But the book under review fails to address the distinctive needs of collaborative approaches. In their introduction, the editors pay lip service to collaborative learning and say they “made a conscious decision to use the term ‘cooperative learning’ as the generic concept” (p. 9). In so doing they reduce collaborative learning to just a set of approaches within their concept. Given that every author has a somewhat different approach, collaboration losses its distinctiveness. However, there is in fact a coherent tradition of collaborative learning that goes beyond cooperative learning in its critique of the tradition. And this admittedly subtle distinction is missed by the editors.


Both cooperative and collaborative learning theories oppose the view that knowledge consists of facts told by teachers for students to repeat back. They may advocate a student-centered, constructivist approach in which students construct their own meaning using the ways in which they personally learn best. Social aspects of learning are considered theoretically important and the use of small group processes is emphasized in practice.


The difference may be defined in terms of the “unit of analysis.” Cooperative learning still privileges the teacher as the orchestrator of the educational process and still looks to the assessment of individual student knowledge as the sign of learning. Collaborative learning – for instance in versions like Lave and Wenger (1991) – analyzes things at the level of the community. Here, the teacher is just another participant within the changing roles of the community, and learning consists of evolution of the group and the abilities of its members to participate within it. The classroom may be reconceptualized as a knowledge-building community (Scardamalia & Bereiter, 1996) or a learning organization (Brown & Duguid, 1991), where the essential outcomes are measured at the group level not the individual. Thus, collaborative learning constitutes a distinct educational paradigm with a very different approach to defining and assessing learning. Whereas cooperative learning is still measured by post-test evaluations of individual student learning based on teacher-defined goals, collaborative learning is concerned with evidence of social cognition (Crook, 1994, pp. 132f; Koschmann, 1996, p. 15). Social cognition may involve the creation of new socially-shared meanings, the increasingly skilled enactment of social practices by students, or the evolution of the learning community as such.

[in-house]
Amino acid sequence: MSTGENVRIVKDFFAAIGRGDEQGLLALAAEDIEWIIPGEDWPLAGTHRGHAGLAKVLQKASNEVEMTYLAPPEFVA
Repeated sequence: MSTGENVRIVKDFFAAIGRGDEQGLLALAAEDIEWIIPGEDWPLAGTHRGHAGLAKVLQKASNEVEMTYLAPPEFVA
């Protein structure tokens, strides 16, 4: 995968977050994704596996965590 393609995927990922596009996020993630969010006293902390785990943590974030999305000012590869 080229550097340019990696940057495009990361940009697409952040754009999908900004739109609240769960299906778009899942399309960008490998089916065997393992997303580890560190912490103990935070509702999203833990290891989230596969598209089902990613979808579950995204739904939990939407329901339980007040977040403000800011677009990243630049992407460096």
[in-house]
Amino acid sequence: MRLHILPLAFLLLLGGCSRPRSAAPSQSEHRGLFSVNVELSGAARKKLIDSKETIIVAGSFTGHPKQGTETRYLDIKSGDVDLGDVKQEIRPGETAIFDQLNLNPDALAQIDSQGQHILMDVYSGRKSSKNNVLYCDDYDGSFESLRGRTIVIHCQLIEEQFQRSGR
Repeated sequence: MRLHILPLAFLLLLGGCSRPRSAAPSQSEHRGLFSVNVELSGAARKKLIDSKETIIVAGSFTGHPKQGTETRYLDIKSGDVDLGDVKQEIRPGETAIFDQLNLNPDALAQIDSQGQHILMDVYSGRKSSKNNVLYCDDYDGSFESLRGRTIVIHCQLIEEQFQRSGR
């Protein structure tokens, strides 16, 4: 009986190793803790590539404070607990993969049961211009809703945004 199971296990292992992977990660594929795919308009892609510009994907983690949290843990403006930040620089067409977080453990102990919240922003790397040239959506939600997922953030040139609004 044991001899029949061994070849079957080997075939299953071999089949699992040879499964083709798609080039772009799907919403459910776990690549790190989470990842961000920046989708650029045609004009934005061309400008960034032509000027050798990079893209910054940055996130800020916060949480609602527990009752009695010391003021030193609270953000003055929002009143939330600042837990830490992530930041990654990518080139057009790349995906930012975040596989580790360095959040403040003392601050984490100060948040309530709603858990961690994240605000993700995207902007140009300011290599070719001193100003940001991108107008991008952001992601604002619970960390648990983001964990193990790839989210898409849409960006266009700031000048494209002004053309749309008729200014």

Given this distinction, one can see cooperative learning as a halfway stage to collaborative learning in the sense that the dissemination of the former provides an important basis for the implementation of the latter. Collaborative learning – whether supported by computer technology or not – must adopt many of the classroom practices of cooperative learning, such as its refined use of small group processes. While it is disappointing that this new book that claims to encompass both cooperative and collaborative learning never mentions any of the seminal references in this review, the topic of the book is important for advocates of both flavors of educational reform. It might have been even more useful and less redundant if it included discussions of teacher training and educational reform within both paradigms. This would have been much harder, for successes in broadly disseminating collaborative learning are rarer and far less well known.




Brown, J. S. & Duguid, P. (1991) Organizational learning and communities-of-practice: Toward a unified view of working, learning, and innovation, Organization Science, 2(1), pp. 40-57.

Crook, C. (1994) Computers and the Collaborative Experience of Learning, Routledge, London, UK.

Koschmann, T. (Ed.) (1996) CSCL: Theory and Practice of an Emerging Paradigm, Lawrence Erlbaum Associates, Hillsdale, NJ.

Lave, J. & Wenger, E. (1991) Situated Learning: Legitimate Peripheral Participation, Cambridge University Press, Cambridge, UK.

O'Malley, C. (1995) Computer Supported Collaborative Learning, Springer Verlag, Berlin, Germany.

Scardamalia, M. & Bereiter, C. (1996) Computer support for knowledge-building communities. In T. Koschmann (Ed.) CSCL: Theory and Practice of an Emerging Paradigm, Lawrence Erlbaum Associates, Hillsdale, NJ, pp. 249-268.  


Reviewed by Gerry Stahl, PhD, Institute of Cognitive Science, Department of Computer Science and Center for Lifelong Learning & Design, University of Colorado, Boulder, Colorado, USA.